The refurbishing process in detail:

Step 1. After the initial incoming control the discs are weighed and depending on wear and wear pattern the rotors are x-rayed and examined for      structural damage.


Step 2. After that any brake pad residue or contaminates is chemically steamed off.

Step 3. The rotors are machined until they are level.

Step 4. The napped are vacuum soaked in polymeric carbon – 2 – 3 times

vacuum-pressure impregnation system

Step 5. The next step is to pyrolyze the rotors at 1100°C.

Step 6. Now the discs are siliconized at 1500°C (only CCB rotors)

high temperature oven for pyrolysis and siliconizing (1500 degrees Celsius)

CCB: The friction layer (ca. 1mm thick) is now restored, and trough the pyrolysis it is chemically and physically bonded with the structure.

CCM: the structure of the disc is now strenghtened and repaired with new carbon fibres, the density of the core is increased throught infiltration of polymere material and trought the pyrolysis it is chemically and physically bonded with the structure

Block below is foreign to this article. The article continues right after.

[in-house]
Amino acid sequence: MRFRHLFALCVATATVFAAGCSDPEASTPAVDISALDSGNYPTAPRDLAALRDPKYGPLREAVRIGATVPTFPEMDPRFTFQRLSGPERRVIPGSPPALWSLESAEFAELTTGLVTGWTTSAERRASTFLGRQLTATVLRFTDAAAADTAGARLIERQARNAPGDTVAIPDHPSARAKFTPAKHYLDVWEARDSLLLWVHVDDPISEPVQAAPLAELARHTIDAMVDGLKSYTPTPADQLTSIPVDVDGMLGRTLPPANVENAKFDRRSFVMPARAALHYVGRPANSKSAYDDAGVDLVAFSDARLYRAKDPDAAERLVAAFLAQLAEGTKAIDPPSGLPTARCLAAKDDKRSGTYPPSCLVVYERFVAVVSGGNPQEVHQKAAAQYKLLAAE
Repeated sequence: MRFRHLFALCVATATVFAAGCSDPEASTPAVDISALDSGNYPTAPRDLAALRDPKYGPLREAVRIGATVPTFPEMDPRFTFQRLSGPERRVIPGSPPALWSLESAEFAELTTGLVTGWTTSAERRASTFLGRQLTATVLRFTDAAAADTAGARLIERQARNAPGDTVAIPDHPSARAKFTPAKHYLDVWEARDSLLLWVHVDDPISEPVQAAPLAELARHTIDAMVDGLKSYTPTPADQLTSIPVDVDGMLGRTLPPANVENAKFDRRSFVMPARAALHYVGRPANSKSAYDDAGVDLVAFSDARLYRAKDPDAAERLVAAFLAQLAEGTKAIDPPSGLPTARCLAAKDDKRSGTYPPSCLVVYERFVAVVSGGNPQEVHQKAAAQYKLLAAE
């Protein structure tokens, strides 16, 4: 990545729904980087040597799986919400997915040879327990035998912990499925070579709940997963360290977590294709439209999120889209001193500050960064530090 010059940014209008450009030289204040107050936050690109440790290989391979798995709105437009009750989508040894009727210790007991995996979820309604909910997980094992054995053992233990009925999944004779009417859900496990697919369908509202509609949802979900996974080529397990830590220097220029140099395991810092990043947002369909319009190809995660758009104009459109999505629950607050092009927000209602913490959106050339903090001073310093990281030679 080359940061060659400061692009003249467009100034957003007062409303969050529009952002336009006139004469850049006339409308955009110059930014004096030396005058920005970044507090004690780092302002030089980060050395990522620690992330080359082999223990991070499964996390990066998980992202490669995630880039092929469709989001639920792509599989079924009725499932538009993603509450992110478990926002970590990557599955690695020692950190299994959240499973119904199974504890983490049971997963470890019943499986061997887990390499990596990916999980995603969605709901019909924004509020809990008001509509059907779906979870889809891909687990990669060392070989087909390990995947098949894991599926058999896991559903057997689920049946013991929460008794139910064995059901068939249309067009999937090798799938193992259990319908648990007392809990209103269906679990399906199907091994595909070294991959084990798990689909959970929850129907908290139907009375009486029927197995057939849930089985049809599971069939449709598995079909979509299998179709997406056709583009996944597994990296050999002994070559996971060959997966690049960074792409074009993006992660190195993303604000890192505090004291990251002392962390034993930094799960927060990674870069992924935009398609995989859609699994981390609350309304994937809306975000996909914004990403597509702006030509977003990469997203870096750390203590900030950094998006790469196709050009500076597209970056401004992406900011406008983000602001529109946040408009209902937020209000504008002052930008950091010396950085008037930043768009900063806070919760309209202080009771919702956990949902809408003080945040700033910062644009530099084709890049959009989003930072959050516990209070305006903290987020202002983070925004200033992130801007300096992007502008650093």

Step 7: Now follows the final resurfacing of the top layer by using a 2 ton sanding machine

The disc is completely reassembled and is weighed once more and precision-balanced.

The disc now has gained about up to 180g weight and is at desired value once more.

Each disc receives a documentation of the processing steps, weights and other data as well as the responsible worker is seen.

Note: The manufacturer’s minimum specifications refer to the original brake disc so that it can be determined when the wear limit is reached. After processing refurbished brake discs are slightly thinner than original spare parts (only CCM), the surface layer (wearing course) has, however, again the original measure, but with a higher density. This means that refurbished discs hold may take longer.

Before / after refurbishment

worn PCCB rotor (Porsche 997 GT2)

the same rotor after refurbishment

The production process for the refurbishment of ceramic brake disc


The production process of a ceramic rotor


The structure of DMC material